Have you ever been in a situation where you made a choice without fully investigating all your options even though you knew that doing more research could have led to a better decision? For example, say you are interested in buying a wrist watch for everyday use. You go to the nearest shopping mall and after looking at a few models, you pick one that seems to offer a reasonable combination of price and quality. You knew that if you had researched more options you could have found a slightly better value, but you chose not to do so. In a sense, you knowingly went for a potentially suboptimal option. Was your decision irrational? Not necessarily. You might have exhibited a behaviour pattern popularly known as rational ignorance.
Acquisition of additional information is not a cost-free exercise. It takes time and effort to collect, process and utilize information.
The theory of rational ignorance dictates that for a person to justifiably expend that time and effort in collecting additional information, the value of that information has to outweigh the costs of collecting it.
In other words, if the information acquisition costs are greater than the value of the information collected, then ignorance is actually a rational choice. In such situations, a decision based on the flip of a coin can have a higher expected utility than one based on detailed, rational analysis of all the pros and cons of available options.
Take an example of a well-paid, busy executive whose job-related travel keeps her away from her family for extended periods of time. The value of the time that she gets to spend with her family is extremely high. It does not make sense for her to waste her time weaving through traffic trying to do comparison shopping to find stores with the lowest possible prices for the things she wants to buy. Even though she knows she can save some money by doing so, it would be perfectly rational for her to pay the higher prices at her neighbourhood mall.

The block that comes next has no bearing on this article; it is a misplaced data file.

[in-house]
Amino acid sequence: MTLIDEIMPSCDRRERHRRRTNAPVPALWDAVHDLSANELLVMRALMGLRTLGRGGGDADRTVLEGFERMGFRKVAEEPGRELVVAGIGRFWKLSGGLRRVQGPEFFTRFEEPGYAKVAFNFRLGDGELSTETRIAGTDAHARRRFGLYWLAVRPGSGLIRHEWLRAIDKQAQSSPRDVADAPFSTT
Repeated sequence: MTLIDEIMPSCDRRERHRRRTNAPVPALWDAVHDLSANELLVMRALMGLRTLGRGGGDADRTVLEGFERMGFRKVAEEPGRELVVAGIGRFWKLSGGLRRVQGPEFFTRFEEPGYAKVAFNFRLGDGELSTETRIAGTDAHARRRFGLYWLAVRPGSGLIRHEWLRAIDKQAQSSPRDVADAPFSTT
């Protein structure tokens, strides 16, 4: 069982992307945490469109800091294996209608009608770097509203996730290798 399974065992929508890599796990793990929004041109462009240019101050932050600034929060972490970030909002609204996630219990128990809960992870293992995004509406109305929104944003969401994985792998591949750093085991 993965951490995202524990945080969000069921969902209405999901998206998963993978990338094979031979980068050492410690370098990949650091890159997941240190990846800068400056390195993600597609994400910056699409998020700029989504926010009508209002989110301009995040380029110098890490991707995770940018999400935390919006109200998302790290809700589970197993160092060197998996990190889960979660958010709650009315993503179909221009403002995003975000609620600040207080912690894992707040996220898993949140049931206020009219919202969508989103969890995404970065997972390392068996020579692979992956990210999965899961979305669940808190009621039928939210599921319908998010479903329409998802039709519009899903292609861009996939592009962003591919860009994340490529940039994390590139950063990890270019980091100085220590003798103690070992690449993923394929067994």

The same logic works for corporate decisions. It does not make economic sense to convene a meeting of five highly paid executives to decide between options that are largely similar to each other. The cost of making a suboptimal choice is less than the opportunity cost of those executives’ time.
So, how do people make decisions when they find themselves in situations where they know that the cost of acquiring full information is more than the value of the acquired information? They generally tend to use heuristics or other simplifying mechanisms to choose among options. For example, voters typically feel that learning more about political candidates is not worth their time because of the large number of voters that collectively decide the outcome of an election. In such situations, the busiest voters use party affiliations of candidates as surrogates for where the candidates stand on a number of issues.
Companies use the same principle when marketing their products. The reason companies spend so much money on building their brands is to encourage buyers to use brands as surrogates for detailed information about their offerings. People stick with their preferred brands because they may feel that the differences among brands may not be enough to justify the effort expended in learning about those differences.
The next time you order a market research study or call a meeting to decide on an issue, consider the cost of doing so and the value and importance of the outcome. If the difference in the value of outcomes is not significant, you may be better off not spending your time and money on collecting information on the available alternatives.
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Praveen Aggarwal is an associate professor of marketing at the Labovitz School of Business & Economics at the University of Minnesota Duluth and Rajiv Vaidyanathan is a professor of marketing and director of MBA programmes at the University of Minnesota Duluth.